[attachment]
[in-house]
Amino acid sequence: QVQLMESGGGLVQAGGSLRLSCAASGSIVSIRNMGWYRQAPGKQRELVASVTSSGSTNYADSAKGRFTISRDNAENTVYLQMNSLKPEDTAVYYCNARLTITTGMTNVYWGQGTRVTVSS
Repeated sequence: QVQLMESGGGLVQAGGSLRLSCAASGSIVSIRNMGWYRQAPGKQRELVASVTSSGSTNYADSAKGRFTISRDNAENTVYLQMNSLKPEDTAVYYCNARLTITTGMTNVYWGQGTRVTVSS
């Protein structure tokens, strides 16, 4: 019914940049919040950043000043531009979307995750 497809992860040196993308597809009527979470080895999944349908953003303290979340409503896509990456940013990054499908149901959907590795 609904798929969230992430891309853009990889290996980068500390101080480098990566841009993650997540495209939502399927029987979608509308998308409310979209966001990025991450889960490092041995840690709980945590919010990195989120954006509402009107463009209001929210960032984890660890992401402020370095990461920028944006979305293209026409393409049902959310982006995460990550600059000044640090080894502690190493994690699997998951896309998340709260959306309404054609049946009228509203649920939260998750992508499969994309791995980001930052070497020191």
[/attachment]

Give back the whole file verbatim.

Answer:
[in-house]
Amino acid sequence: QVQLMESGGGLVQAGGSLRLSCAASGSIVSIRNMGWYRQAPGKQRELVASVTSSGSTNYADSAKGRFTISRDNAENTVYLQMNSLKPEDTAVYYCNARLTITTGMTNVYWGQGTRVTVSS
Repeated sequence: QVQLMESGGGLVQAGGSLRLSCAASGSIVSIRNMGWYRQAPGKQRELVASVTSSGSTNYADSAKGRFTISRDNAENTVYLQMNSLKPEDTAVYYCNARLTITTGMTNVYWGQGTRVTVSS
């Protein structure tokens, strides 16, 4: 019914940049919040950043000043531009979307995750 497809992860040196993308597809009527979470080895999944349908953003303290979340409503896509990456940013990054499908149901959907590795 609904798929969230992430891309853009990889290996980068500390101080480098990566841009993650997540495209939502399927029987979608509308998308409310979209966001990025991450889960490092041995840690709980945590919010990195989120954006509402009107463009209001929210960032984890660890992401402020370095990461920028944006979305293209026409393409049902959310982006995460990550600059000044640090080894502690190493994690699997998951896309998340709260959306309404054609049946009228509203649920939260998750992508499969994309791995980001930052070497020191």